- To support and increase the rate of success for emerging indexing professionals
- To provide an additional tool for developing indexing and client management skills
- To recognize the efforts of all participants in order to promote their experience, garner referrals and develop a client list
- To provide a sustainable program that encourages experienced indexers to actively support and engage with emerging indexers
Often pro bono work has the false reputation of simply providing free work that competes with other professionals receiving payment for the same service. However, we believe that a successful pro bono project will lead the indexer to engagement with other indexers and clients and that securing projects with this intention should be a high priority for the coordinator. Rather than simply volunteering, the pro bono programs should foster the type of project that will provide a launch pad for the newly trained indexer. Pro-rating or steeply discounting indexing services can provide that added value to both organization and indexers, as well as a minimal stream of revenue for all participants. It could also be included as a pre- or post-graduate step of indexing courses by supporting that precarious transition from student to professional.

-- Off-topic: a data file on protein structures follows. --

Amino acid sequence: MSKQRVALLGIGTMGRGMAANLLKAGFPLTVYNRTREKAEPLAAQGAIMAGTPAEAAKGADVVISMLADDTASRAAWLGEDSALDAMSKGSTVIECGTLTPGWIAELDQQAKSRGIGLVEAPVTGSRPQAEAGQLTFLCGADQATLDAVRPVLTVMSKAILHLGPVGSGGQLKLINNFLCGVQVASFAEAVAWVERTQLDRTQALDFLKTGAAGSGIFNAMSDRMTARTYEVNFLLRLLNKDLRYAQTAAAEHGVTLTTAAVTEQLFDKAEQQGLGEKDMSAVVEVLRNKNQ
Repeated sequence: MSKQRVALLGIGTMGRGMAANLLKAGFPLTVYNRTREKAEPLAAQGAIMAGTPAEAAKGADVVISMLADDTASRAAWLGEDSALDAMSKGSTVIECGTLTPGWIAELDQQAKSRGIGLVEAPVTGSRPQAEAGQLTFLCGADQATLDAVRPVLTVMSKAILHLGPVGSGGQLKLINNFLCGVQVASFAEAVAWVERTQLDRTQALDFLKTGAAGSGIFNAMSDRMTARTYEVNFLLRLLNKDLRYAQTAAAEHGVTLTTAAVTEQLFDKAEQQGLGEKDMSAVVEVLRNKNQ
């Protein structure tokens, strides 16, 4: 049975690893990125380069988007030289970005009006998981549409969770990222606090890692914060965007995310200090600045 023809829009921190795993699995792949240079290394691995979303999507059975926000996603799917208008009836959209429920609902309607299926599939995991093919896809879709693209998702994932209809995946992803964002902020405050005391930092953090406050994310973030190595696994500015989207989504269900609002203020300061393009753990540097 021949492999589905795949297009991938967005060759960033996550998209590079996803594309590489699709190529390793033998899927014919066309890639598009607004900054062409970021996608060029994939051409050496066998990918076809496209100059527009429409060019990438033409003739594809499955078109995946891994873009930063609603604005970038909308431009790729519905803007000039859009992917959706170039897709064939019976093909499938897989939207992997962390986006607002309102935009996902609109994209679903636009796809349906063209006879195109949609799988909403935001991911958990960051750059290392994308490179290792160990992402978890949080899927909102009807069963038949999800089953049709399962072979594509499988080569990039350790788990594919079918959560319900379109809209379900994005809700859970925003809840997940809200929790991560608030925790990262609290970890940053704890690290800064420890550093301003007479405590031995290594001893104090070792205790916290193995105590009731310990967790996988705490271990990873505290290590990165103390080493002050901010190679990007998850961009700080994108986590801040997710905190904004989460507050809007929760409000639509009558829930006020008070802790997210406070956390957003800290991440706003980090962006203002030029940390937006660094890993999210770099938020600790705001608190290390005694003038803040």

Current Pro Bono Programs
Australian and New Zealand Society of Indexers (ANZSI)
Mary Russell, President of Australian and New Zealand Society of Indexers (ANZSI), contributed very valuable input on managing major pro bono indexing projects. Last December, she organized 30 participants to index 40 years of the ANZSI Newsletter (formerly AusSI Newsletter). Her participants “have ranged from those with very little indexing experience to experienced indexers who have not indexed newsletters before, to those just wanting to participate in a good cause and, others who wanted to receive a peer review.” The project included locating and scanning all issues, creating a detailed style guide and merging all completed indexes into one index in SKY. She spoke about the editing process of this endeavor at the ANZSI Conference this year and is also working on a summary article to help other coordinators embarking upon the same type of large-scale projects.
Special Interest Groups (SIGs)
Several SIGs have had a pro bono program off and on over the years with occasional activity. In May, the Webmaster of the Web and Electronic Indexing SIG, Dwight Walker canvassed members in order to re-launch their pro bono program. Their SIG manager, Christine Graham, formed a 3-member team and invited 3 volunteer indexers to create a web index for a non-profit society. Skills needed for the project were indexing, project management, and Web design. The full specifications and project details can be found on the SIG’s website. The Taxonomies & Controlled Vocabularies SIG has an organized (but inactive) program with details on the SIG’s website as well. Other SIG coordinators indicated they would like to revisit the idea because of renewed interest but cannot see where the time will come from their already busy work schedules.